Mr. GARVIN: It was the terminology back then for a young, gay person.
MARTIN: Young, gay person, okay.
Mr. GARVIN: As opposed to an old hen.
(Soundbite of laughter)
MARTIN: Oh, I see.
Mr. GARVIN: So I was a young chicken.
MARTIN: So you went to check it out, and?
Mr. GARVIN: And I walked - you had to go over there, and you had to knock on the door, and they had to slide open the door to check out who was outside there. And then you went inside, and you had to sign your name into a book, and there was dancing at the back of the bar. But then on the side, you went to these two other doors, and there was a large dance floor, where I saw all these people doing the Jerk and Mickey's Monkey and line dancing, and I'm saying, oh, this is never going last. Dancing with men, this is never gonna last, and I freaked out, and I left.
Mr. GARVIN: Yeah.
(Soundbite of laughter)
Mr. GARVIN: I was still coming out.
MARTIN: Well what was that like, though, and forgive me for - I hope this doesn't sound like a stupid question, but you had to go through all these doors just to get to a dance floor. Was that just the way it was?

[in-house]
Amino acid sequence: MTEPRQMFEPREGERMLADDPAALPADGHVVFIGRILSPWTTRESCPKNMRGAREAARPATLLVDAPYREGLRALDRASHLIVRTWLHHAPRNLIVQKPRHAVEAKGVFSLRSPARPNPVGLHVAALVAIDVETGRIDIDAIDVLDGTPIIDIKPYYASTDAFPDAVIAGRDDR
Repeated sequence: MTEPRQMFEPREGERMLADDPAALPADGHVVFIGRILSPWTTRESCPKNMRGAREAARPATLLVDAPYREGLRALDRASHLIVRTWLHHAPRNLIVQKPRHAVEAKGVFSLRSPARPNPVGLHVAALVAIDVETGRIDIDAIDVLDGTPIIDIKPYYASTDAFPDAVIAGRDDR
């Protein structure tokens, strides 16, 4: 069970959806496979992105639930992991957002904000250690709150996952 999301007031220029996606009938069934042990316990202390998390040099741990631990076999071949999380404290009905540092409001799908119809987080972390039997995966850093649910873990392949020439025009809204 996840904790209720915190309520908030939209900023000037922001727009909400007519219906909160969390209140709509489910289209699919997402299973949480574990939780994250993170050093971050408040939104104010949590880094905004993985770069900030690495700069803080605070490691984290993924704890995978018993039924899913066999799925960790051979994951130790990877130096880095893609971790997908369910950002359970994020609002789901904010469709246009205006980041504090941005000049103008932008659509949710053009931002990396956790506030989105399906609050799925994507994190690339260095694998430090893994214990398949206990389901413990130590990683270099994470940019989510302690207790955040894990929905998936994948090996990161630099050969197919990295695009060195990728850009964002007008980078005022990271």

Mr. GARVIN: Bars would only last for a few weeks, and then they would be shut down usually. So it was usually by word of mouth that you heard of another bar opening up. The Stonewall had a good run, for almost three years there, which is a rarity.
MARTIN: Martin, Danny was telling us that just - bars would only last a couple of weeks. Did you expect to be raided if you went to a bar?
Mr. BOYCE: No, you didn't expect to be raided, but you could be raided. You knew that.
MARTIN: So what happened when the police arrived? Martin, I wanted to stick with this. What happened? You were down the street. You weren't right at the inn at the time that the police arrived. What happened? What set it off?
Mr. BOYCE: Well, there was a lot of commotion that we noticed down the block, and that's where Stonewall was. And a number of people passing would say, I think they're raided. I think they're raided. So we decided to go and see what happened.